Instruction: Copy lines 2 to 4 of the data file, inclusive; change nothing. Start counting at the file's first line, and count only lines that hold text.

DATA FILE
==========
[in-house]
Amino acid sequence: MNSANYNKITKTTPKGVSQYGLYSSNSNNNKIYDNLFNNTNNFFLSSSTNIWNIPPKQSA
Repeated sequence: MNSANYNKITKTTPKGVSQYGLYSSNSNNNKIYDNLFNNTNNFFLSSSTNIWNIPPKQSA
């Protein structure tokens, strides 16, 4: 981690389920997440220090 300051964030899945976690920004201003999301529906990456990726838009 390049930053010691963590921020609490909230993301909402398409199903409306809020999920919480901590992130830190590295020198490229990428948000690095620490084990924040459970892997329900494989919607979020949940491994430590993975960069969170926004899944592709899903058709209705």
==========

Amino acid sequence: MNSANYNKITKTTPKGVSQYGLYSSNSNNNKIYDNLFNNTNNFFLSSSTNIWNIPPKQSA
Repeated sequence: MNSANYNKITKTTPKGVSQYGLYSSNSNNNKIYDNLFNNTNNFFLSSSTNIWNIPPKQSA
């Protein structure tokens, strides 16, 4: 981690389920997440220090 300051964030899945976690920004201003999301529906990456990726838009 390049930053010691963590921020609490909230993301909402398409199903409306809020999920919480901590992130830190590295020198490229990428948000690095620490084990924040459970892997329900494989919607979020949940491994430590993975960069969170926004899944592709899903058709209705």